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Possibly the First Protective Relay Book – Silent Sentinels 1924?

I remember randomly picking up an excellent protective relay book off a relay technician’s bookshelf when I first started relay testing in the 1990s. The book was old (written in the age of electro-mechanical relays), but it gave excellent descriptions of what the relays were looking for.  Those descriptions stuck with me and helped me to become a better relay tester. I don’t remember much else about the book except that it gave the impression of quality, but I decided to see if I could find a copy of it.

I discovered different versions of a book called “Silent Sentinels” that has some good looking covers, so I decided to start there. It turns out that I accidentally purchased a pre-1928 version.  I’m not sure of the date because there is no copyright page or other date information published in the book.  There is a received stamp on the cover from 1928, and the 1949 version mentions a 1924 copy, so I am guessing that I have the 1924 version.  If anyone has more details, I would love to learn more about it.

Since I could find very little information about this book, and there is no copyright; I figure there must be other geeks like me who want to see how much has changed in the last 90 years. (Spoiler: The fundamentals haven’t changed much!) I’ll add chapters of the book here over the next year while adding it to the Google books library for posterity.

Here is the first chapter:

Protective Relay Book - Silent Senttinels

Silent Sentinels


Protective Relay Book - Silent Senttinels Intro

RELAYS have been aptly termed “silent sentinels.” And they are silent sentinels. They stand on duty twenty-four hours a day, every day in the year, and— year in and year out. They guard thousands of dollars worth of property and equipment. They prevent service interruptions and costly shutdowns. They are really and truly the silent sentinels of the electrical industry.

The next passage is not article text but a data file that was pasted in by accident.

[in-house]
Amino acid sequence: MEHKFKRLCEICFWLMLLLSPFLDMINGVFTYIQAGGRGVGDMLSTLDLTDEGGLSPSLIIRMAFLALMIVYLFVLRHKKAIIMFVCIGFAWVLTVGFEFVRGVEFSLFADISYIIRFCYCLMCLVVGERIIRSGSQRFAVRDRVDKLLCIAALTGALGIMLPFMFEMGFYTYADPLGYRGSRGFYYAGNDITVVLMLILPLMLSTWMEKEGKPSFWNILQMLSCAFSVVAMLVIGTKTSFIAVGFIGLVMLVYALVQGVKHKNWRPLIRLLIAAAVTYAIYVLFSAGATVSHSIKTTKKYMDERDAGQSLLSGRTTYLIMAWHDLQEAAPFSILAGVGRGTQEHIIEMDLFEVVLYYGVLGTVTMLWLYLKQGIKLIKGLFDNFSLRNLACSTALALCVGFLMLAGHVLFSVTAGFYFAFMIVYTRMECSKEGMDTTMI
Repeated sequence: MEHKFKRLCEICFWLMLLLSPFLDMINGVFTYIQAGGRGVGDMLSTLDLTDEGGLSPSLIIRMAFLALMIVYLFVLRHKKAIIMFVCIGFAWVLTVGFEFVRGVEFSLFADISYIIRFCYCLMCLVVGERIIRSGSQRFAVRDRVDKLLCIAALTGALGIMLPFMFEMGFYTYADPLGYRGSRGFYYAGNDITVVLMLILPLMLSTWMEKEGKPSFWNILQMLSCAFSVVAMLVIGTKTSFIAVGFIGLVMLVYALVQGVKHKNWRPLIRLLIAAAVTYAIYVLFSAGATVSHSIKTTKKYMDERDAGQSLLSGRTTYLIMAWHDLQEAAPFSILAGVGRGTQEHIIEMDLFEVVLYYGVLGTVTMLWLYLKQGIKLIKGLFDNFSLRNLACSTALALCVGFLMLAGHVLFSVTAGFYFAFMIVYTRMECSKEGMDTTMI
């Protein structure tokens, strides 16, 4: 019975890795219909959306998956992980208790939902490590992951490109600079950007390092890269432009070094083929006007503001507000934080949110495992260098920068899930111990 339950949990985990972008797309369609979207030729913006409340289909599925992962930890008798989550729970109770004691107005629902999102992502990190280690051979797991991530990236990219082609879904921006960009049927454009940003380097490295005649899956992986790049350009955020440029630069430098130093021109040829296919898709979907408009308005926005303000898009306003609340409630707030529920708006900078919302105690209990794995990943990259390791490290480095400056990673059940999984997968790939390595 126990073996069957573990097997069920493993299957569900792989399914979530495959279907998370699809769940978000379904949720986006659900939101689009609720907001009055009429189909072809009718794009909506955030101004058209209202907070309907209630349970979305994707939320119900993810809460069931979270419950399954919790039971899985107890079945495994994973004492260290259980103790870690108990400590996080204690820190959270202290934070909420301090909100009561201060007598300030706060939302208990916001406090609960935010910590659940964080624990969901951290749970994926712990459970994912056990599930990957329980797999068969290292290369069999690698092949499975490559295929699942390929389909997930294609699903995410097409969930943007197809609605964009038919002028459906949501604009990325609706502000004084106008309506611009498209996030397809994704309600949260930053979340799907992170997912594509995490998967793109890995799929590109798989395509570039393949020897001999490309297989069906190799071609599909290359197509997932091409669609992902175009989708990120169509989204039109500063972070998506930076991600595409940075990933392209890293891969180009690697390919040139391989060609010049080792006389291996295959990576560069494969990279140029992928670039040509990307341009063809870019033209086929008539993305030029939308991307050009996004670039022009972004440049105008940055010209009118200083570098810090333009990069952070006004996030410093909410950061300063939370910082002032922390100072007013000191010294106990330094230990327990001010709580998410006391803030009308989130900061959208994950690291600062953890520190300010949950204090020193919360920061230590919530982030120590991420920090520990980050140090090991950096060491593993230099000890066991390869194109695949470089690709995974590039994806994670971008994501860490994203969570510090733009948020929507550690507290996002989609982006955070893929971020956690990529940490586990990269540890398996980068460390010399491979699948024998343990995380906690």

Automatic control is a reality.

        Supervisory control has been introduced.

        The inter – connection of systems is no longer an experiment.

        Service is now reliable and continuous.

All of these are attributes of super-power— a new era in the electrical industry. And they were made possible through Westinghouse pioneering in the relay art. Not only has Westinghouse introduced most of the present-day relays, but this Company has also developed various schemes and methods of relay application.

Westinghouse relays and relay practice have played an important role in the progress of the electrical industry. It is the purpose of Westinghouse to maintain and extend this leadership to meet the exacting requirements of the future.

The Functions of Relays

THE protective relay is an electrical instrument, accurate in operation, sensitive in adjustment, and sturdy in construction, interposed between the main circuit or apparatus and the circuit-breaker in such a way that any abnormality in the circuit acts on the relay. The relay, in turn, after the proper discrimination as to the magnitude and character of the fault, causes the circuit-breaker to function and relieve or protect the circuit or apparatus. The protective relay is used for three types of application: Service protection, apparatus protection and automatic control.